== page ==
A credit score is a numerical representation of an individual’s creditworthiness, providing lenders and creditors with a quick way to assess the risk of lending to that person. Credit scores are used by lenders to make decisions about whether to extend credit, what interest rates to offer, and how much credit to grant. The most widely used credit scoring models are FICO scores and VantageScores. Here’s how credit scores are calculated and the score ranges:
FICO Score: FICO scores are among the most commonly used credit scores in the United States. They range from 300 to 850, with a higher score indicating better creditworthiness. FICO scores are calculated using the following factors:
- Payment History (35%): This is the most significant factor in your credit score. It considers whether you’ve paid your bills on time, any late or missed payments, and the severity of any delinquencies.
- Amounts Owed (30%): This factor looks at your credit utilization, which is the percentage of available credit you’re using. High credit card balances relative to your credit limits can lower your score.
- Length of Credit History (15%): The length of time you’ve had credit accounts, including the age of your oldest and newest accounts, impacts your score. A longer credit history is generally better.
- Credit Mix (10%): Lenders like to see a mix of different types of credit, such as credit cards, installment loans, and mortgages. A diversified credit mix can have a positive impact on your score.
- New Credit (10%): Opening multiple new credit accounts in a short period can negatively affect your score. Credit inquiries, which occur when you apply for credit, also fall into this category.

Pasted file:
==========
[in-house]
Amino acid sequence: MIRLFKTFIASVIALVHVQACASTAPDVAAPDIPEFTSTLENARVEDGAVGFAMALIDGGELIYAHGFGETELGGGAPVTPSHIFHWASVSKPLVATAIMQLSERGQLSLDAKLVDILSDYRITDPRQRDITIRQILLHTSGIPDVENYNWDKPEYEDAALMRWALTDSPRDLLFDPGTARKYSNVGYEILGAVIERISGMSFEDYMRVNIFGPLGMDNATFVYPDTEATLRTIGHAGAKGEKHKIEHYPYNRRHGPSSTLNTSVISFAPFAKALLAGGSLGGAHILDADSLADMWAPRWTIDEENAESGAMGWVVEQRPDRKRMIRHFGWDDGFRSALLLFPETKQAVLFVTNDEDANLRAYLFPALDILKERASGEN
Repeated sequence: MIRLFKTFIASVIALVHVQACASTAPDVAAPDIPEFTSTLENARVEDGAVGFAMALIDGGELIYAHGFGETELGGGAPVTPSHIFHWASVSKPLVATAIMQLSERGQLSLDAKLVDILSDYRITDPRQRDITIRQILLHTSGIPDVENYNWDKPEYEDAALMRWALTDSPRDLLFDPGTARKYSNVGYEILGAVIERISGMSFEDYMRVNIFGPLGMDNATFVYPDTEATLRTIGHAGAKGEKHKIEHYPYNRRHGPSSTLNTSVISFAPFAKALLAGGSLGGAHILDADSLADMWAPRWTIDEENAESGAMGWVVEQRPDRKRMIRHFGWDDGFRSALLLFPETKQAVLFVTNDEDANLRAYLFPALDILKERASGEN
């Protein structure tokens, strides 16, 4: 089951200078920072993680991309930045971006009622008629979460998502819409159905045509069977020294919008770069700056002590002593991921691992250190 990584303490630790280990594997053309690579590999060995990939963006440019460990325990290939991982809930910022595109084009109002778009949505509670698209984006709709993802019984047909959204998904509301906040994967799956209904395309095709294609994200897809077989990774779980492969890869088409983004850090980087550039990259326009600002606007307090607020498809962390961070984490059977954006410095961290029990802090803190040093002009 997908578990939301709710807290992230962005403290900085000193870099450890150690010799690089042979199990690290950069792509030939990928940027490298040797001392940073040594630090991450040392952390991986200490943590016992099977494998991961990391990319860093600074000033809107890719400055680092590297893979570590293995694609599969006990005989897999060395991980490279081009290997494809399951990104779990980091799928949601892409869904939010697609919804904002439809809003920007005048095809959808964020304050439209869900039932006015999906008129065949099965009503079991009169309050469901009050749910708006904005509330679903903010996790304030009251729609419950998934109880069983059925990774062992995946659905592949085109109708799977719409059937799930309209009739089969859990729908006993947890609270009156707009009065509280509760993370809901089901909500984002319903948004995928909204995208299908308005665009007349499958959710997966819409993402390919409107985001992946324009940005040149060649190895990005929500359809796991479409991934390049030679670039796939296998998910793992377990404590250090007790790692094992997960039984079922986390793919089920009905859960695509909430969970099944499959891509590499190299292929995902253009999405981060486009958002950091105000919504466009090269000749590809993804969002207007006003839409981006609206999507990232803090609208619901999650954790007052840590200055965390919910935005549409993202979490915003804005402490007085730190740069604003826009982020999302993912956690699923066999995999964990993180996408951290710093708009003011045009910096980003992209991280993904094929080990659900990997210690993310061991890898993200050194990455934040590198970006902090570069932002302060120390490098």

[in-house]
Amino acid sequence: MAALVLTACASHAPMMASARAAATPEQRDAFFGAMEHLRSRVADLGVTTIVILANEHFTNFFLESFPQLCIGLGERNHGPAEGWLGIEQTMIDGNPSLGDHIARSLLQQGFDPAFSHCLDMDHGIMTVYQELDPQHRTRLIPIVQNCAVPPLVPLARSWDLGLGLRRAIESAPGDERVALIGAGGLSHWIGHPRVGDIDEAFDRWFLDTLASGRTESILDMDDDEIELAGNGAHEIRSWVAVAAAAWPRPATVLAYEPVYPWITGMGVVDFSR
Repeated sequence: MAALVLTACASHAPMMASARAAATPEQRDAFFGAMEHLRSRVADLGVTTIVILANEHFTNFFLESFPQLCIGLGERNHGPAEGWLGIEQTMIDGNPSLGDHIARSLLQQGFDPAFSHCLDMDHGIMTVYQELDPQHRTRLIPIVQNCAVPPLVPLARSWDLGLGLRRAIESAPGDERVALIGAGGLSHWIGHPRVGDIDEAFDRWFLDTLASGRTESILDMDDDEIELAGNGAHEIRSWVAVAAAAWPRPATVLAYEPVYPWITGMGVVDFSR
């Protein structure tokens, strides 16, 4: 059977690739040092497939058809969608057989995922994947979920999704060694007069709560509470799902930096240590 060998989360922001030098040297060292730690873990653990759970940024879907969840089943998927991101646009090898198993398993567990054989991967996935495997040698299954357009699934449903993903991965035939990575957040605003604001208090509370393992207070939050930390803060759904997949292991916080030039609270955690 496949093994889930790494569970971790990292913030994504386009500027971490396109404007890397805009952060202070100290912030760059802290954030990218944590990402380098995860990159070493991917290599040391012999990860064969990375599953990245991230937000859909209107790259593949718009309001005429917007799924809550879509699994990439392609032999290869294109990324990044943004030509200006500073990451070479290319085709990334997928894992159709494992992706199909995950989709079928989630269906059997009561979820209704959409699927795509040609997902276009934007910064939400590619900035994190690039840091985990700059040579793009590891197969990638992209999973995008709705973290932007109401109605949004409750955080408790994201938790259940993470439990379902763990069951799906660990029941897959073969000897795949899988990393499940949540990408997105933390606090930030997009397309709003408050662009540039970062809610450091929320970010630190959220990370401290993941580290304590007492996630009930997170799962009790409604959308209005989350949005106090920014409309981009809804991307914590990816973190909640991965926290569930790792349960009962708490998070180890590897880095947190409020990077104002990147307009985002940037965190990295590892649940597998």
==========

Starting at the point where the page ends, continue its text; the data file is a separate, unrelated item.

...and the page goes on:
VantageScore: VantageScore is another widely used credit scoring model. VantageScores typically range from 300 to 850, with higher scores indicating better creditworthiness. The VantageScore model considers the following factors, though the specific weightings may vary among different versions:
- Payment History: Like FICO, VantageScore places a significant emphasis on payment history.
- Credit Age and Type: This factor considers the age of your credit accounts and the diversity of your credit mix.
- Credit Utilization: Similar to FICO, VantageScore looks at how much of your available credit you’re using.
- Total Balances: VantageScore considers the total amount of debt you owe across all your accounts.
- Recent Credit: This factor examines your recent credit inquiries and account openings.
Credit Score Ranges:
Both FICO scores and VantageScores fall into score ranges that reflect creditworthiness:
- Excellent: 800-850 (FICO) or 750-850 (VantageScore)
- Very Good: 740-799 (FICO) or 700-749 (VantageScore)
- Good: 670-739 (FICO) or 650-699 (VantageScore)
- Fair: 580-669 (FICO) or 550-649 (VantageScore)
- Poor: Below 580 (FICO) or Below 550 (VantageScore)
It’s important to note that the specific credit score range and factors considered can vary depending on the credit scoring model and the lender’s preference. Different lenders may also have their own criteria for determining creditworthiness.
Regularly monitoring your credit score, reviewing your credit reports for accuracy, and practicing responsible financial habits are key to maintaining and improving your credit score over time.